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Getting a review, I’m not sure if he has large adenoids or not, tonsils look bit but that’s usual for 4 yr olds. did anyone see any improvement in speech/hearing after surgery?


Posted by mom111362, 17th May 2016


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  • enlarged adenoids but not keen for surgery as no sleep apnoea. will see private speech next week for her opinion


  • Yes, a speech pathologist will be able to give you some further information around speech and speech targets.


  • so apparently his ears are blocked with wax. going to get an xray to check adenoids as his nasally. hope we can get some good results


  • I wouldn’t jump to surgery if the only issue is his speech. Unless there are other symptoms (sleep apnea, constant bouts if tonsillitis etc) I’d try speech therapy first.

    If you are really concerned though I would suggest seeing an ear nose and throat specialist.

    Good luck!


  • My Daughter (age 4y8m) is currently going through investigation due to enlarged tonsils, difficulty with some speech sounds, etc. I took her to the dentist on monday, and as soon as the dentist saw her she pointed out that Miss 4 is a mouth breather, and that would cause the enlarged tonsils. We are currently trying to stop her sucking her thumb and doing nose breathing exercises to try and change this without surgery. Her tonsils are so big that her tongue doesn’t fit in her mouth properly, so I hope it starts working soon!


  • thankyou! went to a public speech service who said he was fine but teacher says she cant understand him at times (nor can I) so she wants private speech.
    I’m not sure ent will do surgery just for that as he doesn’t have infections. just a though. I think they are doing hearing asessments at school soon


  • My son had intermittent hearing loss with severe bouts of tonsillitis & ear infections which affected his speech. Once he had the surgery we started speech therapy to get him back on track & fortunately he improved in the first years of schooling.


  • Adnoids* removed ( not armour). I must also add that the speech wasn’t the main reason for surgery, the trouble breathing, always being sick etc was.


  • My 3 year old son just had both tonsils and armour removed and it was the best thing we did. He had difficulty with his speech and after visiting numerous speech pathologists who assured us that their was no speech delay or anything else we got an ENT review who advised that he needed surgery. He no longer snores, no longer wakes 100 times during the night and has much clearer speech.


  • With one of my kids he was always sick and needed to have surgery at 3 year old to have his adnoids and tonsils removed, He went into hospital a sick little boy with snoring issues as well. He come out of hospital and even though he had just had operation. whils still asleep from it had stopped snoring and had a better skin colour straight away. Since he only is ill occasionally compared to before.. Before he had operattion he had selective mutism but it took two years for that to stop as he got more confident with his speech along with a lot of speech theropy after it was done. Fast foward a few years he is just the same level as any other child…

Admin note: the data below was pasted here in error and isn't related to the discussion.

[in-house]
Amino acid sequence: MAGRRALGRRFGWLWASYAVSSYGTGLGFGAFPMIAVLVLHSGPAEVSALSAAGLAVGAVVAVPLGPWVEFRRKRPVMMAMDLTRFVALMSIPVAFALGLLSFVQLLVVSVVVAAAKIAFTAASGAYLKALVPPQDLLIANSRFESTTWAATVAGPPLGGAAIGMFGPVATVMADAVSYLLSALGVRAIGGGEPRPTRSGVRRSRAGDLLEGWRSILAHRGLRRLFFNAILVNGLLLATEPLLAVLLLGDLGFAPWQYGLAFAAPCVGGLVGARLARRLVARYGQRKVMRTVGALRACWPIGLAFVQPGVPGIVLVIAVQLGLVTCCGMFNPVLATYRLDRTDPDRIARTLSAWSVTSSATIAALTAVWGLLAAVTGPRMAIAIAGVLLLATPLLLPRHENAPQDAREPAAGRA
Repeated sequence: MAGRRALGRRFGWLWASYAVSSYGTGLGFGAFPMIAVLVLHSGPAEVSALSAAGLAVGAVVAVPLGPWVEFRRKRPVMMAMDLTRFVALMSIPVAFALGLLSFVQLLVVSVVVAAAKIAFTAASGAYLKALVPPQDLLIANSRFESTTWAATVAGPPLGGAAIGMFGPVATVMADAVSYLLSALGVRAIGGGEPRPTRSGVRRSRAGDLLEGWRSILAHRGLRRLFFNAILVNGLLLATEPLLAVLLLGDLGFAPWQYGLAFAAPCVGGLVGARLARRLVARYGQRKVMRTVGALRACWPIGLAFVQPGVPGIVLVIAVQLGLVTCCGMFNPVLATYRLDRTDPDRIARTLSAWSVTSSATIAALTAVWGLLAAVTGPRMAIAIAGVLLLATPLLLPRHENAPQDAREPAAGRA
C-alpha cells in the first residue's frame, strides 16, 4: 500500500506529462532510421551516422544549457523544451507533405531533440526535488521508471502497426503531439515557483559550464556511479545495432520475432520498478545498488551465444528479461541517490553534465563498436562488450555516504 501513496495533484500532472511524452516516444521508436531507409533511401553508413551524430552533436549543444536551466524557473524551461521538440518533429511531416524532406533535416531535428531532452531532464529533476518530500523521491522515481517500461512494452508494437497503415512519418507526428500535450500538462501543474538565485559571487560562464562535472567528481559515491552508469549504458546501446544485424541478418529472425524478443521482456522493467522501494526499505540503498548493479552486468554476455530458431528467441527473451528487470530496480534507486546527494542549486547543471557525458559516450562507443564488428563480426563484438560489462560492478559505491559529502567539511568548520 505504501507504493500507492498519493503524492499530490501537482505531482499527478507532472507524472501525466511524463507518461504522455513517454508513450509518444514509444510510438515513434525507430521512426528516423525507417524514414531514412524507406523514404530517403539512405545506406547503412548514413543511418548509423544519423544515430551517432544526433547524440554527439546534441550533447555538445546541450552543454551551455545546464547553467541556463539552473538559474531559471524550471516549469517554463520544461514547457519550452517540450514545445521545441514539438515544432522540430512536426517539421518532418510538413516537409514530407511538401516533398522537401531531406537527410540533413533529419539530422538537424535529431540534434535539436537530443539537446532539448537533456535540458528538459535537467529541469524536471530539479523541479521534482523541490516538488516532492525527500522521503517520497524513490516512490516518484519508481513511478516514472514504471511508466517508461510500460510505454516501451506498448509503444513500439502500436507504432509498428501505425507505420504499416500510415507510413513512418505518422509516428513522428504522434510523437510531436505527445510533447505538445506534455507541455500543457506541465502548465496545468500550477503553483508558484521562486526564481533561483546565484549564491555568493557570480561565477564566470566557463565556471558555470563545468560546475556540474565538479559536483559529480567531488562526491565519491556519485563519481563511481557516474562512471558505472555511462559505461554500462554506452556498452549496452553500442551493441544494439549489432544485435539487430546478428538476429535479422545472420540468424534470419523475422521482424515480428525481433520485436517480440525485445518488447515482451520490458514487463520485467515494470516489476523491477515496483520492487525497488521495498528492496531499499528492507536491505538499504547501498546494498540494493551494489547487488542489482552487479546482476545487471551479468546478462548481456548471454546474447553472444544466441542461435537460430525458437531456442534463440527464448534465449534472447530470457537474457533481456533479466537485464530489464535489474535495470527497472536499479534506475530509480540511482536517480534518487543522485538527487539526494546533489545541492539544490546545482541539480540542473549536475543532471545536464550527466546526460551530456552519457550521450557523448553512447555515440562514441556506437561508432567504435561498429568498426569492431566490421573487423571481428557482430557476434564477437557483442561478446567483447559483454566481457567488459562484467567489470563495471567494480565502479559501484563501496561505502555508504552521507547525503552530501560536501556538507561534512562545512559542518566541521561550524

• My son had speech for a couple of years & our speech pathologist recommended we see an ENT specialist as he had a lot of tonsillitis & ear infections in the past. He did have enlarged tonsils & ENT recommended we remove them or wait til he grows into them. He grew into them & has no speech deficits at all & rarely has a sore throat anymore.He is now 12 & is the one who is always asked to speak in front of assemblies & is the head of debating teams etc.


  • I need to add that he had been battling tonsillitis and ear infections constantly from around 18 months, so that was why we decided on surgery. The speech improvements were an added bonus.


  • It helped in the case of my son. We didn’t realize that he was having intermittent hearing loss. Once he he his tonsils and adenoids out and grommets inserted, he was a different child. His speech came along in leaps and bounds, especially in the clarity department. He no longer snores as well and is much happier (and exhibits less behaviours) now that he is getting a more restful sleep. He had just turned 4 when he had it done. He’s 6 now.


  • I would be investigating other options first, surgery is such a big deal, you want to avoid it if you can. My son had some speech therapy when his speech was lacking. It worked for him


  • I’d certainly be looking for professional medical advice – from a couple of different sources – before considering something as drastic as surgery. Speech problems are so common, and pronunciation difficulties persist well into school years for so many children. 4 is still so young. I’d see what a few different experts say but be looking at speech therapy first for a few years if that was an option.


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